Guy Keleny: Hit for six by yet another own goal

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The media is the message? Here is a comment on the Bulger killers: "It is the attitudes of sections of the public and the manner in which these attitudes can be whipped up by an irresponsible media that have made this injunction so very necessary."

The media is the message? Here is a comment on the Bulger killers: "It is the attitudes of sections of the public and the manner in which these attitudes can be whipped up by an irresponsible media that have made this injunction so very necessary."

Of course "media" is the plural of "medium". There are various news media - newspapers, television, the internet and so on. But recently a singular noun, "the media", has come to mean the many-headed monster that is supposed to rule the jungle of the new weightless economy.

"The media" is both a kind of Jabberwock that terrorises innocent families on council estates and a rich uncle who bestows largesse on those lucky enough to work "in the media". All I know is that the sentence could just as well have read "by irresponsible news media".

Hopeless fight: The other week I ventured the view that the use of "hopefully" for "it is to be hoped that" was not the outrage against public decency that it is sometimes made out to be. The editor ventured to disagree. On what grounds does he base his hatred of the usage? "Pure prejudice and baseless bigotry", he cheerfully admitted, rather proving my point, I thought. However, I know my place, and "hopefully" will remain on the banned list in this office.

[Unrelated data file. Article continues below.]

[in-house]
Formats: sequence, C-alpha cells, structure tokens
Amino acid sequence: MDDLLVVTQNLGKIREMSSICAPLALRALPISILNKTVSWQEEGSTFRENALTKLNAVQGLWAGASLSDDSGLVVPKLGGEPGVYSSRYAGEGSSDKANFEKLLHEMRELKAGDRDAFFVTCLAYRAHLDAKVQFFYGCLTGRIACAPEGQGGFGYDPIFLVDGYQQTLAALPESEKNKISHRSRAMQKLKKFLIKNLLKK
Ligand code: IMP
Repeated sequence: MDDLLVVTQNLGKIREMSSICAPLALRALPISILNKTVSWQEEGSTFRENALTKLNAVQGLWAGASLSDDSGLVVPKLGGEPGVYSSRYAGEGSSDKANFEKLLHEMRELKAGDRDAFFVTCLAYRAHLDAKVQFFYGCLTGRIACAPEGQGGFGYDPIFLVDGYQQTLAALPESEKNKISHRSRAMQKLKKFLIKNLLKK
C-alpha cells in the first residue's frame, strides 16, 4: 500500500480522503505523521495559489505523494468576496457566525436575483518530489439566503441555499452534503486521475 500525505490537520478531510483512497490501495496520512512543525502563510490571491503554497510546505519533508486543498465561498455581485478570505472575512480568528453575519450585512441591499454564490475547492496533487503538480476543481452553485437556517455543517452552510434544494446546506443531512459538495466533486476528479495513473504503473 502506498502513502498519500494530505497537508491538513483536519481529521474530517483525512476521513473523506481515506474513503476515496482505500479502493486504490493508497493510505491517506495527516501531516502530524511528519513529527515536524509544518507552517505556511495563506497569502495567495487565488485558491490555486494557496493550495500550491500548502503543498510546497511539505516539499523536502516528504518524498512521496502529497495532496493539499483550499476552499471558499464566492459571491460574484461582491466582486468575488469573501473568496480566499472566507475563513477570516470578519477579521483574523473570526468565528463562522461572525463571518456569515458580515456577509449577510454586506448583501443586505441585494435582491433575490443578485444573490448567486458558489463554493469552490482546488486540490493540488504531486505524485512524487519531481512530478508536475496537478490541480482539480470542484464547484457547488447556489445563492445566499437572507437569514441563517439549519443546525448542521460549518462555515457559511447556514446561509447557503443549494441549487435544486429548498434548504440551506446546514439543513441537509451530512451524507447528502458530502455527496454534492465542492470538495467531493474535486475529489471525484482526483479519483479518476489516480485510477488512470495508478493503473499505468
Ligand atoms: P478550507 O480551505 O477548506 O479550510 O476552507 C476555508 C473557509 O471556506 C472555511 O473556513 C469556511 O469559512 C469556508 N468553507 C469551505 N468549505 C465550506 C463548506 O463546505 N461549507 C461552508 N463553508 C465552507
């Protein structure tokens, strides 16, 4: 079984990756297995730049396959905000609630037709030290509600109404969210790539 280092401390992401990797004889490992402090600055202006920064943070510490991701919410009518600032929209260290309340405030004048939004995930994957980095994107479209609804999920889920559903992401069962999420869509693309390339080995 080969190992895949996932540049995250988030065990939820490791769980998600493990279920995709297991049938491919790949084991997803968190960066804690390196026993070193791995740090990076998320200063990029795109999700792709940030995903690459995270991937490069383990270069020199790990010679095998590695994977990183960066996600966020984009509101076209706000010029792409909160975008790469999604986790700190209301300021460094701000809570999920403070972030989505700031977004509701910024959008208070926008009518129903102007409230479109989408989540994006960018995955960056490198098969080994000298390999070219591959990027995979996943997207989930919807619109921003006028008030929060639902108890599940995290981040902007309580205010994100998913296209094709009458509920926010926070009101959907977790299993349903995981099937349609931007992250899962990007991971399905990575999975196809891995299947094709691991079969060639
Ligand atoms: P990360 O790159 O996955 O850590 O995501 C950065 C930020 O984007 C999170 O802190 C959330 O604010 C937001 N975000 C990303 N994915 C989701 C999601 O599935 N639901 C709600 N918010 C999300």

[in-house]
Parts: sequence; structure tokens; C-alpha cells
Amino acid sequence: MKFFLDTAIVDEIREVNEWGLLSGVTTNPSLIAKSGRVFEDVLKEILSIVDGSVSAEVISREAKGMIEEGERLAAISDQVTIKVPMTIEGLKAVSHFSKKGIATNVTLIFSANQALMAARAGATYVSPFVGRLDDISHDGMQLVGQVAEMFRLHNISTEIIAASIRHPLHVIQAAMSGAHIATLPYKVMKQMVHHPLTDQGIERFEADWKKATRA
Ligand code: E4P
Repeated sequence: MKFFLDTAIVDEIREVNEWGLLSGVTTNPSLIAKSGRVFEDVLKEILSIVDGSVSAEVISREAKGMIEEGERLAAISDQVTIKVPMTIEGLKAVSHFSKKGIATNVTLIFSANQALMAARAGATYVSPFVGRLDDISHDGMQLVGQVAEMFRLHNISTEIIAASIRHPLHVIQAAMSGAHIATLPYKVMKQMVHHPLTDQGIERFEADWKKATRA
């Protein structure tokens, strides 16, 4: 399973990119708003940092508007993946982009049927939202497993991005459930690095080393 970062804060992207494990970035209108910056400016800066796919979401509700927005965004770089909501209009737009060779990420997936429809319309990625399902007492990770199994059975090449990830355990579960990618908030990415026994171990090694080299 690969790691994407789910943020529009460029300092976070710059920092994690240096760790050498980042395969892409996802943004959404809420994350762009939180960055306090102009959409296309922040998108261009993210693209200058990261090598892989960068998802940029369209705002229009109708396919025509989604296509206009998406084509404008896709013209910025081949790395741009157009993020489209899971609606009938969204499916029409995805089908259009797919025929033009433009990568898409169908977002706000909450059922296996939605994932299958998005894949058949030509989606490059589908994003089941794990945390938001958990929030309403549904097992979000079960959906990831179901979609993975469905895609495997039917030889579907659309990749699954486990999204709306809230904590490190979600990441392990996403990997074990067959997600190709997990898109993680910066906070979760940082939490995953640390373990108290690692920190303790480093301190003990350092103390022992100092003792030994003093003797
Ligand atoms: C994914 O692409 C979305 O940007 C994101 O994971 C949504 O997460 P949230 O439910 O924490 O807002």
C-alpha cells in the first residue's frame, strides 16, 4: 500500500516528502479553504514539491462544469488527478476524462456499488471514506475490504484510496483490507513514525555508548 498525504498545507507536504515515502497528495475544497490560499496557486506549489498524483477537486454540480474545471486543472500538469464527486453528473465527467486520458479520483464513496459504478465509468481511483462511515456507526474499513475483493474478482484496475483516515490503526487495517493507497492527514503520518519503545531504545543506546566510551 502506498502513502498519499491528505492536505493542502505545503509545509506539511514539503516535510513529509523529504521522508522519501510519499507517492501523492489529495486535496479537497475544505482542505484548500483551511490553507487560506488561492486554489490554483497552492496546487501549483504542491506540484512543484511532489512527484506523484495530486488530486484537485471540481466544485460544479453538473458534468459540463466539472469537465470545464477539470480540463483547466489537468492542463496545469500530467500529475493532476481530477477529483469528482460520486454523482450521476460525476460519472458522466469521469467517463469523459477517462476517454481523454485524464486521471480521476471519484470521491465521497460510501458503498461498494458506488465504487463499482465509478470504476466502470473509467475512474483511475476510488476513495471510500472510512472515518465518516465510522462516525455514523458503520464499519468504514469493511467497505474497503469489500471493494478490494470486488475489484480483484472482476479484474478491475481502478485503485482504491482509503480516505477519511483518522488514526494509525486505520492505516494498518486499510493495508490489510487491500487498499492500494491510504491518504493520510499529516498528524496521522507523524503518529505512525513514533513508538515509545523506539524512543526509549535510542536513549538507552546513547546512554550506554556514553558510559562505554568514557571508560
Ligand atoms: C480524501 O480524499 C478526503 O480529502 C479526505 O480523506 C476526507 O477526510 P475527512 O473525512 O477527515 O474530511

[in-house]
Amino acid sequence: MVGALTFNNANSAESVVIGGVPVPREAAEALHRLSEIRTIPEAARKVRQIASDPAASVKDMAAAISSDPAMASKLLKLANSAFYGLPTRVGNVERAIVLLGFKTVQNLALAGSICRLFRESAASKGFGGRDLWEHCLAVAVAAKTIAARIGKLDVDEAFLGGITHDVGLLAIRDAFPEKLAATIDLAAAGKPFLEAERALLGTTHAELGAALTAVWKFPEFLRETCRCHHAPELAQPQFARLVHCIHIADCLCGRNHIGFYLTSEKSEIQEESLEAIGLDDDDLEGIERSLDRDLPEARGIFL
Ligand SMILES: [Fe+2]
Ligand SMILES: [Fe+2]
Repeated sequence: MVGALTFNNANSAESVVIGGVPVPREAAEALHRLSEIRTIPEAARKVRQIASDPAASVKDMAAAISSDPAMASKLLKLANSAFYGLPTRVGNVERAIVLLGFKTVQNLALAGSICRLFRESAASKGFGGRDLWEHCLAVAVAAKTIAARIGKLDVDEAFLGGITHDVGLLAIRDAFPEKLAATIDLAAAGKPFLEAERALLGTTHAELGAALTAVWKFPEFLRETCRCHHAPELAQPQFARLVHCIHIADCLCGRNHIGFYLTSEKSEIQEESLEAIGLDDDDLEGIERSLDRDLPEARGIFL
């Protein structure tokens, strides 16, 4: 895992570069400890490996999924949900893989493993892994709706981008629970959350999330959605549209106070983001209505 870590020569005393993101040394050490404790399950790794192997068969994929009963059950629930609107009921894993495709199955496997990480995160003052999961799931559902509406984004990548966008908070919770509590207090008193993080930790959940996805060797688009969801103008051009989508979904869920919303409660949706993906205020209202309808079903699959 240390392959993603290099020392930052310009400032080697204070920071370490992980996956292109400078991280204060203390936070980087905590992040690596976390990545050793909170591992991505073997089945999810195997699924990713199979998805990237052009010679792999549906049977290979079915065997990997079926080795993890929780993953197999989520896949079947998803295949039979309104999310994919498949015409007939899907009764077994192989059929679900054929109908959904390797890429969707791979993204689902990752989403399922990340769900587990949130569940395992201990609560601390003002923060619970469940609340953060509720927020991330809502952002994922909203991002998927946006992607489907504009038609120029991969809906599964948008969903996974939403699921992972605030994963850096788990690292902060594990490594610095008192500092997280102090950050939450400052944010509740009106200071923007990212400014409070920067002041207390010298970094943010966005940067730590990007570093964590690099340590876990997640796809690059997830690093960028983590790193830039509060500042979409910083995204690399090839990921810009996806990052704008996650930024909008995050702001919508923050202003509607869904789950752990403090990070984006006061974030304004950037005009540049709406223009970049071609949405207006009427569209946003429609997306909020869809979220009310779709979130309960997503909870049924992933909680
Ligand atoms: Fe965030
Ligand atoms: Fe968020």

And I have to admit that there is a good reason to mistrust it. Here is Bill Bryson, celebrated travel writer, onetime Independent journalist and author of the jolliest pedantry book I know, The Penguin Dictionary of Troublesome Words (1984): "If a newspaper article says, 'Hopefully the miners' strike will end today', who exactly is doing the hoping? The writer? The miners? All right-thinking people? All too often the word is used as no more than an easy escape from having to claim responsibility for a sentiment and as such it is to be deplored."

That objection, it is only fair to point out, applies equally to "mercifully" "sadly" and all the other similarly used words that nobody worries about at all.

He, she, they: "However, almost every other candidate lost their deposit," we wrote this week. Once upon a time that would have been "lost his deposit", taking no account of any candidates who might be women. Now we must choose between "his or her deposit" and using "their" in a singular sense. The latter still grates, but I think it is the way the language is going. The third person pronouns "he", "she", "him", "her" and "it", and the related adjectives "his", "her" and "its" are the last traces of grammatical gender in English. Will the century just started see them disappear?

Death of meaning: "It doesn't help matters that she is surrounded by one babe more fabulously thin than the next." The failure of that sentence, from a recent piece about the television drama Ally McBeal, to say what it means is almost heroic. What it seems to be trying to say is, "It doesn't help matters that she is surrounded by babes each more fabulously thin than the last."

Mixed metaphor of the week: "Here, surely, was a story that exposed the vacuity of the Prime Minister's mantra of 'education, education, education'. It should have provided the Tories with an open goal. But where was Theresa May, the shadow Education Secretary? Opportunities for oppositions to score easy runs are rare. This was an excellent chance passed up by Mrs May."

Presumably the poor woman was too busy tearing off her football boots and grabbing her bat and pads.

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